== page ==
The middle class has shrunk from 53% of all Americans in 1967 to 43% in 2013. Conversely the upper class has expanded from 7% to 22% while the lower class declined from 40% to 35% according to the NY Times. The effect of the recent recession increased the lower class by 4 percentage points from 31% in 2000, while the upper class declined 3 percentage points from 25% in 2000. The Times’ definition of middle class is family income of $35,000 to $99,999.
Greece Votes Against Austerity Measures
Fresh concerns about the future of the Eurozone resurfaced to unsettle markets Monday after Greece’s far-left Syriza party swept to power supported by voters opposed to the terms of the nation’s international bailout. Syriza party leader Alexis Tsipras agreed to form a coalition government with the Independent Greeks party, a right-wing group that is similarly opposed to the budget cuts and other austerity measures demanded by the European Commission, European Central Bank and International Monetary Fund in return for a massive $270 billion bailout. That rescue package has allowed Greece to avoid bankruptcy but has come at the cost of severe cuts to government spending. Syriza failed to win in Sunday’s election the requisite 151 out of 300 parliamentary seats that would have allowed it to form a government on its own based on an absolute majority, but the Independent Greeks party’s 13 seats means it can push ahead with its agenda all the same.
More Americans purchased homes in December, yet total sales slipped in 2014 as first-time buyers struggled to find houses. The National Association of Realtors says sales of existing homes rose 2.4 percent last month to a seasonally adjusted annual rate of 5.04 million. But over the course of the entire year, sales fell 3.1 percent to a total of 4.93 million. Only 29 percent of sales went to first-time buyers last month, compared to a historic average of 40 percent. Prospective buyers were priced out of the market due to rising home values and relatively stagnant incomes. Median home prices increased 6 percent over the past 12 months to $209,500.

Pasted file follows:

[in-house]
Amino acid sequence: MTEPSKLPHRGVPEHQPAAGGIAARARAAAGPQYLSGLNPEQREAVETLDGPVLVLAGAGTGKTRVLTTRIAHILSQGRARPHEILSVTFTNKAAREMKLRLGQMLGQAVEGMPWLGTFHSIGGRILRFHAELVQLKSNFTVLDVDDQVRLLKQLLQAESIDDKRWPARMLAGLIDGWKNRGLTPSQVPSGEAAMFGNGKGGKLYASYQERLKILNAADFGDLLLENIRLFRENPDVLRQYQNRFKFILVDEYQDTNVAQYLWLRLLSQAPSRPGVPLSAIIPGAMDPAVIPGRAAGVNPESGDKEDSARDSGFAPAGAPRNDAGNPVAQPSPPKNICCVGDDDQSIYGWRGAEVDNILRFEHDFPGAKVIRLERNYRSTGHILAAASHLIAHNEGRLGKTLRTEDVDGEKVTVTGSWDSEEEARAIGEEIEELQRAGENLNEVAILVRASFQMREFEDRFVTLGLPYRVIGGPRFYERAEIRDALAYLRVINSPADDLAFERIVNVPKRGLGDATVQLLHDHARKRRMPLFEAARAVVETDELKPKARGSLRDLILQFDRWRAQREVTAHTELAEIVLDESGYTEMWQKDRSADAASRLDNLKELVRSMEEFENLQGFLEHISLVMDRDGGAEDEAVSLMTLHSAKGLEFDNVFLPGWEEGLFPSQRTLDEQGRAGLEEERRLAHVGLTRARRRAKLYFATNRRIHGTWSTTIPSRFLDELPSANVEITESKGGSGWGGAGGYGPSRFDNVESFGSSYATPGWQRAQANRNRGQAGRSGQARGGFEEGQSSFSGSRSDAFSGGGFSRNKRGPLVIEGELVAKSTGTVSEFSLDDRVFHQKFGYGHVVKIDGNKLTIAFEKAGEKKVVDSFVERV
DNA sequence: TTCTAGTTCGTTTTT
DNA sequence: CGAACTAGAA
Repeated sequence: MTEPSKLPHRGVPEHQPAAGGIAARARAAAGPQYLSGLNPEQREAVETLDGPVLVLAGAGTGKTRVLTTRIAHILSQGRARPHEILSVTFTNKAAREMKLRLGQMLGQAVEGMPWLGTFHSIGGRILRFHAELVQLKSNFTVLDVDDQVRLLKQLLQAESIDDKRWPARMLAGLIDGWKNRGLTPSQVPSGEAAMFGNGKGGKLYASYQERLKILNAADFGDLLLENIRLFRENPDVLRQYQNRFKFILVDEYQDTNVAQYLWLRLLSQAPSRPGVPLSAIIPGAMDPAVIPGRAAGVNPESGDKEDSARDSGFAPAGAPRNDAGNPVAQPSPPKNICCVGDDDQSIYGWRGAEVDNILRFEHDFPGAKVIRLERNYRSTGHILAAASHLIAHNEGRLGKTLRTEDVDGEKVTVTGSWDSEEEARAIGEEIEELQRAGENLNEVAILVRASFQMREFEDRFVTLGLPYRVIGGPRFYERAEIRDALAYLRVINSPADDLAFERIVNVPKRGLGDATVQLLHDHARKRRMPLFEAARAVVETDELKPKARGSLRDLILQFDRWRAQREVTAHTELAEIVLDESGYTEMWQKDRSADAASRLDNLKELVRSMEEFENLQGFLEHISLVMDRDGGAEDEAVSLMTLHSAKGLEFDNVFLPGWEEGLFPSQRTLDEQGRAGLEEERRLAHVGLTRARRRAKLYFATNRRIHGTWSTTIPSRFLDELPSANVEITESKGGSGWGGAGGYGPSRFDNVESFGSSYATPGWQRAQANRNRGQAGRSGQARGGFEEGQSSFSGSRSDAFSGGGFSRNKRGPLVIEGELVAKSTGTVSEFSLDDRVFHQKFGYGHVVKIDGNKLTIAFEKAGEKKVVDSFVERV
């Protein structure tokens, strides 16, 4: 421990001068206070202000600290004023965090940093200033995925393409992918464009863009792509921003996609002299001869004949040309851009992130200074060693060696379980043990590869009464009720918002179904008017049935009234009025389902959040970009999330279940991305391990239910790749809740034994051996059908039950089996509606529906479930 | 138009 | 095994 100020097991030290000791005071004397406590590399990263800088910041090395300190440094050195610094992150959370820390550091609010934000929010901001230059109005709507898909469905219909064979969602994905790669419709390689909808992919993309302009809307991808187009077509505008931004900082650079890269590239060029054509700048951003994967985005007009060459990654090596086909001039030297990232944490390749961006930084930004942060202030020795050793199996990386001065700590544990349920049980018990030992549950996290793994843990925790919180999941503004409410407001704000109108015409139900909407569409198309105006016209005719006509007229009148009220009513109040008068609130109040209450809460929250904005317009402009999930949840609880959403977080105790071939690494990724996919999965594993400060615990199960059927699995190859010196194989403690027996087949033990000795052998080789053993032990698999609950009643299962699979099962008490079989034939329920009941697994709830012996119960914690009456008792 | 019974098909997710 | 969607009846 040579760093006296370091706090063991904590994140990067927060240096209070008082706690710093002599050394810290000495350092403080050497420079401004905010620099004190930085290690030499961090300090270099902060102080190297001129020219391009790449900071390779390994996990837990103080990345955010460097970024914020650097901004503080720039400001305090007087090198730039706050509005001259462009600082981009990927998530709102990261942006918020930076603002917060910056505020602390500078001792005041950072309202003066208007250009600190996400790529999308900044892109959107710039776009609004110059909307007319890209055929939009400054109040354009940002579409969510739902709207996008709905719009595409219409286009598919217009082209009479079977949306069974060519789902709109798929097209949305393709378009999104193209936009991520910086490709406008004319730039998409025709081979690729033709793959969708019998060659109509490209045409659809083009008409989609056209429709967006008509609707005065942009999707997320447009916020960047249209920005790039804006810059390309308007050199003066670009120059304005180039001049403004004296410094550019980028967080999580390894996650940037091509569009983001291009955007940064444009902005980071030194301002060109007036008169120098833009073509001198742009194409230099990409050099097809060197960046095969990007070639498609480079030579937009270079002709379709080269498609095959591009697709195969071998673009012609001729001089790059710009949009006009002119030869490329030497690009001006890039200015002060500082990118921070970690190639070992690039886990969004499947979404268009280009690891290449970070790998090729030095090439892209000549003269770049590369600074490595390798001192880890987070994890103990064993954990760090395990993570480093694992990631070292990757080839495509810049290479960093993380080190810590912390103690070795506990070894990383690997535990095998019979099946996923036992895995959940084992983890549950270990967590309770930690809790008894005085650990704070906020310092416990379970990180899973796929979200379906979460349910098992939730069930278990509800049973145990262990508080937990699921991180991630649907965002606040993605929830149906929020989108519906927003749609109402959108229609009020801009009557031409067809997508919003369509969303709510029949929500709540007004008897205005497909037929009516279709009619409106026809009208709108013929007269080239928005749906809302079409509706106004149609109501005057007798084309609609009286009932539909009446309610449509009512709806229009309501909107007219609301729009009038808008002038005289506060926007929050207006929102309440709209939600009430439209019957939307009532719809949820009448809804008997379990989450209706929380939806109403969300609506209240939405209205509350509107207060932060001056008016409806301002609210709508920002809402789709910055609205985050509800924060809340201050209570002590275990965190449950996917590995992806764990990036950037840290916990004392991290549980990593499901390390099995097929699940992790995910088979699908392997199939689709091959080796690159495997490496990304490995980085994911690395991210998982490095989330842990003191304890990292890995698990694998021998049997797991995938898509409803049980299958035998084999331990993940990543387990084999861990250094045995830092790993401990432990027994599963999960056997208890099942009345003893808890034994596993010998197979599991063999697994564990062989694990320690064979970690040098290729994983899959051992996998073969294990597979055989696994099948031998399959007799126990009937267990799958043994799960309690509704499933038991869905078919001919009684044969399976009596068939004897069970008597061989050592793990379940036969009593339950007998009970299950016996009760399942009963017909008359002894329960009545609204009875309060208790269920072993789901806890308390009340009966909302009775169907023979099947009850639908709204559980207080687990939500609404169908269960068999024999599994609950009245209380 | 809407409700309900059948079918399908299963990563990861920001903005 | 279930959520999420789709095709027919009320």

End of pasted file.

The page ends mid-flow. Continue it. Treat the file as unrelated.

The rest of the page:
About 40.3% of new car loans ranged from 61 months to 72 months in October and November, according to Melinda Zabritski, senior director of auto finance for Experian. And 25.7% of new car loans ranged from 73 months to 84 months based on preliminary fourth-quarter data. Much of the growth has been in the 73- to 84-month range, which had been just under 10% during the recession. The average new-car loan was for 66 months, according to Experian. However, the lower monthly payments come at a cost: Adding up all interest payments and the overall cost of a $28,000 car skyrockets with a longer-term loan. The total interest payments would be around $4,000 on a six-year car loan with a rate of 4.5% — compared with just $2,000 on a three-year loan.
- Consumers apparently learned nothing from the recent recession which was largely caused by bad home loans. Now it’s the auto sector gearing up for future repossessions.
Christians in Niger are joyfully meeting now in homes under police protection as they plan to rebuild church buildings and houses after attacks last weekend (Jan. 16-18) that were unprecedented in scale. In spite of the violence, many present at the church meeting were eager to share testimonies of God’s faithfulness during the attacks, claiming their faith was strengthened, not dampened. “Nothing of this magnitude has ever happened in this nation,” wrote one missionary couple in the capital, Niamey. “Nearly every church in the capital city of Niamey was burned or looted, along with some schools and orphanages and several other churches and Christian homes throughout the nation.” Muslims protesting the depiction of the prophet of Islam in the French satirical magazine Charlie Hebdo destroyed 72 church buildings and killed at least 10 people in attacks that began in Zinder on Jan. 16 and hit Niamey the next day, according to Christian support organization Open Doors. A church leader today put the total of ruined church structures at 68.
The U.N. Security Council voted 8-2 to seize Jerusalem from Israel for the Palestinians, but the vote fell just short of the 9-1 vote count required to actually seize Jerusalem. “The United Nations Security Council rejected a Palestinian resolution demanding Israel withdraw from disputed territories within three years,” Fox News reported. The resolution failed to get the minimum nine ‘yes’ votes in the Security Council, receiving eight ‘yes’ votes, two ‘no’ votes — including one from the United States — and five abstentions. The defeated resolution would have set a Dec. 31, 2017 deadline for Israel’s so-called “occupation” of Jerusalem to end.